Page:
The myoclonus mystery: A case of Lance-Adams Syndrome complicated by withdrawal seizures of alcohol use disorder

Mental Health Clinician 

Authors: Danial Chowdhury, Caitlin McCarthy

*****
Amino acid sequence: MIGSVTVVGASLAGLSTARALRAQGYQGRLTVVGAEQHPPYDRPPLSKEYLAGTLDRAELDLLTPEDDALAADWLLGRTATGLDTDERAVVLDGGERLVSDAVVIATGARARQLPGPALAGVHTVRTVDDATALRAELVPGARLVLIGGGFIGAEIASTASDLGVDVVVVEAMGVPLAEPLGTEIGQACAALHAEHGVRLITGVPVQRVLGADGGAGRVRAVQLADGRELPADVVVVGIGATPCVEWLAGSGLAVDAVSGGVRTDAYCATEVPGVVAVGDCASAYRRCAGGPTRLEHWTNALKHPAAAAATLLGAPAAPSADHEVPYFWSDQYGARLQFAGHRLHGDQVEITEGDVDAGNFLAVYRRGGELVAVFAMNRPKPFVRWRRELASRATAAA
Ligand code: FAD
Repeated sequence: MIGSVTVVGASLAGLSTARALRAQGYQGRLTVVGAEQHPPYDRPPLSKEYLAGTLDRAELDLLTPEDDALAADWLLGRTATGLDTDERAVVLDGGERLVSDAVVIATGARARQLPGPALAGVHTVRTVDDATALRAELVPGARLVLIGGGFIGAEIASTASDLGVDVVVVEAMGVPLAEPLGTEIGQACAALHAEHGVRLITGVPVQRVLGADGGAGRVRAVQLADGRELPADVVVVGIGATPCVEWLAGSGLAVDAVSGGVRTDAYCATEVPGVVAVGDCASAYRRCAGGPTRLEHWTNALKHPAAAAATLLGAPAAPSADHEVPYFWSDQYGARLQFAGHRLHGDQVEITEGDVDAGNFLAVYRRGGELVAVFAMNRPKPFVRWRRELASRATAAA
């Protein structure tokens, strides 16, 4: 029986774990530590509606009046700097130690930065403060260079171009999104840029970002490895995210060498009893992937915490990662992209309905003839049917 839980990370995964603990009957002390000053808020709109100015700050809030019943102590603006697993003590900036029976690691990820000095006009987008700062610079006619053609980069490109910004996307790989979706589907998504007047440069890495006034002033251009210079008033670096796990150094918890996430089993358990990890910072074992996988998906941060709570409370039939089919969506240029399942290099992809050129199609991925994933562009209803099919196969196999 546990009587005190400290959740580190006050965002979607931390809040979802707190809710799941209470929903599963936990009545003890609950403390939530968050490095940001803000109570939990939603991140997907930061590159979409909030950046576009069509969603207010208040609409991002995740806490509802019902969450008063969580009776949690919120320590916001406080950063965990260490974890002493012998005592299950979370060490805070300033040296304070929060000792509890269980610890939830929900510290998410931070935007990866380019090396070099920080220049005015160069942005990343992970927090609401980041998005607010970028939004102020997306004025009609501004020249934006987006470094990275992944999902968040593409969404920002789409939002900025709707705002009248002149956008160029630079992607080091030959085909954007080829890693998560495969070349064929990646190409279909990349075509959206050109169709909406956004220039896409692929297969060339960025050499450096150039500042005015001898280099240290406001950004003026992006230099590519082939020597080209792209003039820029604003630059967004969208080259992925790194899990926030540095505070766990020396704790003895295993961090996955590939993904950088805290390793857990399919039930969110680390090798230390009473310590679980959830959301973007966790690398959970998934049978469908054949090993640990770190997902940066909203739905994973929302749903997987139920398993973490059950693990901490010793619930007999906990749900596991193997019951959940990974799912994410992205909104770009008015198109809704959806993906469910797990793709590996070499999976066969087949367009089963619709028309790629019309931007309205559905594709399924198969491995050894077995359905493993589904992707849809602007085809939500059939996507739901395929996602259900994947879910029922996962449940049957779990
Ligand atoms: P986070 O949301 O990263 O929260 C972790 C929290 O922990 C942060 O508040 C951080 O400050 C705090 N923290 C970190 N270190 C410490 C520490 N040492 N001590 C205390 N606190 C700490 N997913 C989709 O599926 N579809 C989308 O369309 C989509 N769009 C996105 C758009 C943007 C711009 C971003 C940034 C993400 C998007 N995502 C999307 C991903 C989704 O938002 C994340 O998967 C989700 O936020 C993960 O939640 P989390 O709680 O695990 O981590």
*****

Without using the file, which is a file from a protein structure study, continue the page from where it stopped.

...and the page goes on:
Type: Therapeutic Case Report. Background: Lance-Adams syndrome (LAS) is a rare complication of successful cardiopulmonary resuscitation and is often accompanied by action myoclonus. There are only a few hundred cases of LAS that have been documented across the globe. The often uncontrollable myoclonus activity can start anywhere from days to weeks after a successful resuscitation. While not categorized as a seizure disorder, LAS is commonly treated with anti-epileptic medications. Patient History: The patient is a 41-year-old African-American male with a past medical history significant for hypertension, polysubstance abuse, hyperlipidemia, alcohol use disorder, and a history of a cerebrovascular accident with residual left-sided weakness. The patient has a history of poor medication adherence. After experiencing cardiac arrest with successful resuscitation, the patient experienced a hospitalization complicated by seizure activity, aspiration pneumonia, Torsades de Pointes, and myoclonic jerks secondary to post-anoxic injury to his cerebellum at which point the patient was diagnoses with LAS. Once deemed stable, the patient was discharged on clonazepam 0.5 mg twice daily and sodium valproate delayed-release 500 mg twice daily. Since that time, the patient experienced 16 emergency department visits and eight hospitalizations, the majority of which were due to complications secondary to myoclonus and seizure activity determined to be secondary to alcohol withdrawal. For his LAS treatment, the patient is currently treated with gabapentin 400 mg three times daily, divalproex sodium delayed-release 750 mg twice daily, and clonazepam 0.5 mg twice daily for fifteen days. There are plans for levetiracetam initiation if patient fails divalproex therapy. Review of Literature: A MEDLINE search revealed several case reports of LAS, but no reported cases of concurrent alcohol use disorder with associated withdrawal seizures. The limited data provides the most evidence with divalproex, levetiracetam, clonazepam, and perampanel use for LAS. Conclusion: This case report demonstrates the treatment of myoclonus associated with the rare neurologic disorder, LAS. This is the first case report evaluating the treatment of myoclonus of LAS in a patient with frequent episodes of alcohol-withdrawal seizures. Clinicians should be cognizant of nuances between assessment and treatment of the myoclonus of LAS and the seizures of alcohol withdrawal to ensure appropriate management. 

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